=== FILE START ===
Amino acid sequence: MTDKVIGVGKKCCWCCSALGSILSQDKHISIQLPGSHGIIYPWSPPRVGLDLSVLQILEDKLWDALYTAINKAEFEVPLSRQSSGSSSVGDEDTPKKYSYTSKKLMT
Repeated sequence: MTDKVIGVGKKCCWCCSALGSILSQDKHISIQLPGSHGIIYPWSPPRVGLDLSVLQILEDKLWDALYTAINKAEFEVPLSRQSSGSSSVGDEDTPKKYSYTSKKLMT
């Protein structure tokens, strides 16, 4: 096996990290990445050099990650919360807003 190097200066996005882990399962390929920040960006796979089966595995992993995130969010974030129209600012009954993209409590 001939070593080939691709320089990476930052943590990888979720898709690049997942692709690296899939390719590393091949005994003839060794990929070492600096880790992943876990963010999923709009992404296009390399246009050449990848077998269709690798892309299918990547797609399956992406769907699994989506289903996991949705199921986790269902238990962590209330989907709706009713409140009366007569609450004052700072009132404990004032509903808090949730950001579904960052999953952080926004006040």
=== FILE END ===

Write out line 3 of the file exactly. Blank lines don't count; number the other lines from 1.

């Protein structure tokens, strides 16, 4: 096996990290990445050099990650919360807003 190097200066996005882990399962390929920040960006796979089966595995992993995130969010974030129209600012009954993209409590 001939070593080939691709320089990476930052943590990888979720898709690049997942692709690296899939390719590393091949005994003839060794990929070492600096880790992943876990963010999923709009992404296009390399246009050449990848077998269709690798892309299918990547797609399956992406769907699994989506289903996991949705199921986790269902238990962590209330989907709706009713409140009366007569609450004052700072009132404990004032509903808090949730950001579904960052999953952080926004006040």